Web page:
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Porter turns tables on his media pursuers

Chris Merritt                 29 October 2021

Published in the Australian Newspaper

Christian Porter’s defamation case might turn out to be the best thing that has happened to journalism in a long time. It is a dose of reality for the lynch mob in parts of the media.

Was it ever really wise to run a campaign against the Attorney-General based on 30-year-old rape claims left by a woman with long-term mental health issues who took her own life and whose own parents were apparently concerned she might have made them up?

Porter has turned the tables on those who have been demanding he face a special inquiry that would require him to prove a negative — that he did not rape this woman in 1988 when they were teenagers.

Porter has outmanoeuvred the mob. He has ensured there will be an inquiry, but it will be conducted in a real court under the normal law of defamation. And its focus will be on the conduct of the ABC and its journalist Louise Milligan.

This gives him a strategic advantage while subjecting Milligan and her supervisors to intense scrutiny over whether their conduct was infected by malice, as has been asserted in Porter’s statement of claim.

The lesson for Milligan and others who have pursued Porter is simple: the rule of law prevails in this country. Everyone is innocent until proven guilty in a court of law. Even Christian Porter.

It is not the point that a dead woman’s friends might have a compelling story for the media about criminal conduct at the highest level. Journalists who ­ignore the presumption of innocence risk being crushed in the courts.

Milligan is in familiar territory. This is the same woman who pursued Cardinal George Pell until the High Court acquitted him of the wrongdoing alleged by a compelling complainant.

To succeed, Porter has just one significant hurdle — the question of identification. He is suing over a February 26 article in which he was not named.

Some might see that as an insurmountable problem. But Porter’s lawyers are relying on the argument that the elements of the tort of defamation do not necessarily need to be present at the same time. In this case, they hope to show that Milligan and the ABC made it possible for people to piece together that the February 26 article about the rapist in cabinet was a reference to Porter.

If Porter wins, his victory might well be due in part to statements by the ABC’s Paul Barry that are cited in the statement of claim. Those statements have been seized upon by Porter’s legal team as supporting the argument that Milligan and the ABC made it possible for those who read the February 26 article to realise Porter was the alleged rapist.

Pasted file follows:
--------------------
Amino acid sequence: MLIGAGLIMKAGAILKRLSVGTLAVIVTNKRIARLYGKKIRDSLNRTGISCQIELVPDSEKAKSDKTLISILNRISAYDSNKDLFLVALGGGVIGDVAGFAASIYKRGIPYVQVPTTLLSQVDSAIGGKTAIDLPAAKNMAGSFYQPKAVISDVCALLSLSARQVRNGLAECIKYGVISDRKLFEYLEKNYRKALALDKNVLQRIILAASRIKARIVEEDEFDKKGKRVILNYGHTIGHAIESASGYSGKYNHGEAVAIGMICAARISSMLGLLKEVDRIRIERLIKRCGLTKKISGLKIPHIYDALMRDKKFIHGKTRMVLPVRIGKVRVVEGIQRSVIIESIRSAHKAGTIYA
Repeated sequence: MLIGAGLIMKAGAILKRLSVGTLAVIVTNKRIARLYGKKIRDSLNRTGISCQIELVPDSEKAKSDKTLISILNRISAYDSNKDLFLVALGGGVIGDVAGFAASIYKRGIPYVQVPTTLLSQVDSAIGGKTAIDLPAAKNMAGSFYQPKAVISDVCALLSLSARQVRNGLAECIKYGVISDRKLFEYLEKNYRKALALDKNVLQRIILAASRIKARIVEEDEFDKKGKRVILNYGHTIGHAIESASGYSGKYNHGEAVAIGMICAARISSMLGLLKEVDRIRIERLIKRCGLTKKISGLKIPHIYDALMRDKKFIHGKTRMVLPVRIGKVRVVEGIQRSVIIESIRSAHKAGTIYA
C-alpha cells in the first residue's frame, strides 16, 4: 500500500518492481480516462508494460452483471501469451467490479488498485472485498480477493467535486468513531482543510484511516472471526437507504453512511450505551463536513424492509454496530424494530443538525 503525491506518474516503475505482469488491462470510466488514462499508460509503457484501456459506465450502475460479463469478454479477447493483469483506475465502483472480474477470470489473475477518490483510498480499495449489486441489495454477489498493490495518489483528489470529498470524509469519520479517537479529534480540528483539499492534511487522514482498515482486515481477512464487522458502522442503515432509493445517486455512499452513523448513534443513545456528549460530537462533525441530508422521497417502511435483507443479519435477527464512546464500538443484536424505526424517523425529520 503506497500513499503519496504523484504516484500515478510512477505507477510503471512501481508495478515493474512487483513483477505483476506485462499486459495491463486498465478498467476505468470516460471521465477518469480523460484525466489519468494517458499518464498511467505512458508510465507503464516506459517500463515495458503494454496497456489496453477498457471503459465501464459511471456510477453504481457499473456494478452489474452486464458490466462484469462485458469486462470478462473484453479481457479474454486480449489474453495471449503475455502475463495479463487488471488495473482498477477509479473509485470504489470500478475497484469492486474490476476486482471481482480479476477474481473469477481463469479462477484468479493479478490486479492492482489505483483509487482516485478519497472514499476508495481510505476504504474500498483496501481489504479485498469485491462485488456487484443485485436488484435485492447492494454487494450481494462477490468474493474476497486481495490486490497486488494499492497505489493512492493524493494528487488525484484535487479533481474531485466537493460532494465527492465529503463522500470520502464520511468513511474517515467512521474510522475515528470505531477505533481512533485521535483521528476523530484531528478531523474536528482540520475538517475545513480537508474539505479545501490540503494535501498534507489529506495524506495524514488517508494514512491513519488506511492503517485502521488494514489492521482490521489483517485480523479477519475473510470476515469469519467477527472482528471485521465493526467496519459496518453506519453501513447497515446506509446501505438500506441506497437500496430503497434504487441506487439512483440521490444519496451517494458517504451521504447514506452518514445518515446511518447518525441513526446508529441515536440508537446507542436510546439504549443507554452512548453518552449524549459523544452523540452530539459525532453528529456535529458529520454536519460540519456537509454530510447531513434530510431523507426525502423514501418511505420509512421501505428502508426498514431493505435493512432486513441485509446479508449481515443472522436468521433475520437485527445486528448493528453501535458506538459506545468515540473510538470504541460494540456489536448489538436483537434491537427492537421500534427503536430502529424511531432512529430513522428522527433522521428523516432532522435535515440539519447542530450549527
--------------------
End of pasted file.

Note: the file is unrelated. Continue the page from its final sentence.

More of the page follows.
On March 8, five days after Porter told a media conference he was the subject of the rape allegations, the statement of claim says Barry told viewers of the Media Watch program that the ABC and Milligan “broke the story” on February 26.

Milligan and the ABC have been linking Porter to allegations of sexual misconduct since November 9 last year when Milligan fronted an episode of Four Corners. She followed this up on ­November 10 with an article on the ABC website entitled: “Investigation reveals history of sexism and inappropriate behaviour by Attorney-General Christian Porter.” What has been asserted about Porter is defamatory, just like much of what the media publishes on contentious matters. It has certainly brought him into hatred, ridicule and contempt. Just watch the ABC.

The big issue, as always, is whether it is defensible. The onus is now on Milligan and the ABC, not Porter. This is not what the anti-Porter mob had expected. Instead of forcing him to prove a negative, his chief accusers will need to prove the truth of what they broadcast.

They are now in a very similar position to that which confronted Porter. To retain credibility, Milligan and the ABC will need to prove that Porter did rape a teenager in 1988 — an impossible task.

Other defences look equally problematic. Did Milligan and the ABC conduct themselves reasonably in discussing a government and political matter? Did they, for example, give Porter access to the material they proposed to publish in order to obtain his side of the story? Did they suppress material that cast doubt on the woman’s accusation? Fair comment is a non-starter as commentary needs to be based upon a proper foundation of facts.

But in this affair, the truth is all that matters. Unless they can prove the truth of what they said, the court of public opinion is ­unlikely to forgive them.

If this goes to judgment, it may well provide a harsh but necessary lesson for those who asserted that the law was unable to deal with the allegations against Porter. Milligan and the ABC are in a dreadful position. Their best option is a long, grovelling apology accompanied by a very large cheque. They have been snookered.

The ABC and Milligan now have an interest in Porter continuing as Attorney-General and enjoying a long career in politics. If their conduct is found to have cost him his career, they will be up for a very large bill.

But this case is not really about money. Hopefully, it will expose Milligan and her supervisors at the ABC to the scrutiny they deserve.